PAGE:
Help Guide Disclaimer Contact us Login
  Advanced SearchBrowse




Journal Article

Slow clearance gadolinium-based extracellular and intravascular contrast media for three-dimensional MR angiography


Colet JM, Giovenzana GB, Aime S, Scheffler,  K
Department High-Field Magnetic Resonance, Max Planck Institute for Biological Cybernetics, Max Planck Society;

There are no locators available
Fulltext (public)
There are no public fulltexts available
Supplementary Material (public)
There is no public supplementary material available

Bremerich, J., Colet JM, Giovenzana GB, Aime S, Scheffler, K., Laurent S, Bongartz, G., & Muller, R. (2001). Slow clearance gadolinium-based extracellular and intravascular contrast media for three-dimensional MR angiography. Journal of Magnetic Resonance Imaging, 13(4), 588-593. doi:10.1002/jmri.1082.

Cite as:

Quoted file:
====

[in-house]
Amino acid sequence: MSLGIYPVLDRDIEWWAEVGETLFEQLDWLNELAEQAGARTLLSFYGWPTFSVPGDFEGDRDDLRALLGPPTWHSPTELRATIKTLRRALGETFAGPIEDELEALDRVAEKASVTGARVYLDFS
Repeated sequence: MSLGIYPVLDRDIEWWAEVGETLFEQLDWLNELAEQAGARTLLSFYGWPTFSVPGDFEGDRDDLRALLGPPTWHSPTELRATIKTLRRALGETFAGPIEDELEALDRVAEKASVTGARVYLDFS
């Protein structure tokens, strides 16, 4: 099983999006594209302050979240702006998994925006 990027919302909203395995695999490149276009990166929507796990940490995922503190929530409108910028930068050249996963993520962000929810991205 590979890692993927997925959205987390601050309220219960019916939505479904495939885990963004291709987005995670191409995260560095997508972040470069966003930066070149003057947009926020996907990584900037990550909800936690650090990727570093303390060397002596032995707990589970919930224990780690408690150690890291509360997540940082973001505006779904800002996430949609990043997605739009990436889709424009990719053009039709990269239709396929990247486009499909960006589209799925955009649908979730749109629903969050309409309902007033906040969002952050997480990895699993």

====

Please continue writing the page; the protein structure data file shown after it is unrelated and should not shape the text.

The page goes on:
The objective of this study was to assess two new slow-clearance contrast media with extracellular and intravascular distribution for magnetic resonance angiography (MRA). Extracellular Gd-DTPA-BC2glucA and intravascular Gd(DO3A)3-lys16 were developed within the European Biomed2 MACE Program and compared with two reference compounds, intravascular CMD-A2-Gd-DOTA and extracellular GdDOTA, in 12 rats. Pre- and post-contrast three-dimensional MR (TR/TE = 5 msec/2.2 msec; isotropic voxel size 0.86 mm3) was acquired for 2 hours. Signal-to-noise enhancement (ΔSNR) was calculated. Two minutes after injection, all contrast media provided strong vascular signal enhancement. The ΔSNR for Gd-DTPA-BC2glucA, Gd(DO3A)3-lys16, CMD-A2-Gd-DOTA, and GdDOTA were 13.0 ± 1.8, 25.0 ± 3.2, 25.0 ± 4.0, and 18.0 ± 3.4, respectively. Gd-DTPA-BC2glucA, Gd(DO3A)3-lys16, and CMD-A2-Gd-DOTA cleared slowly from the circulation, whereas GdDOTA cleared rapidly. Vascular ΔSNR at 2 hours were 2.9 ± 0.6, 25.0 ± 3.2, 25.0 ± 4.0, and 0.4 ± 1.0. Gd(DO3A)3-lys16 provided strong vascular and minor background enhancement, and thus may be useful for MRA or perfusion imaging. Gd-DTPA-BC2glucA produces persistent enhancement of extracellular water, and thus may allow quantification of extracellular distribution volume and assessment of myocardial viability.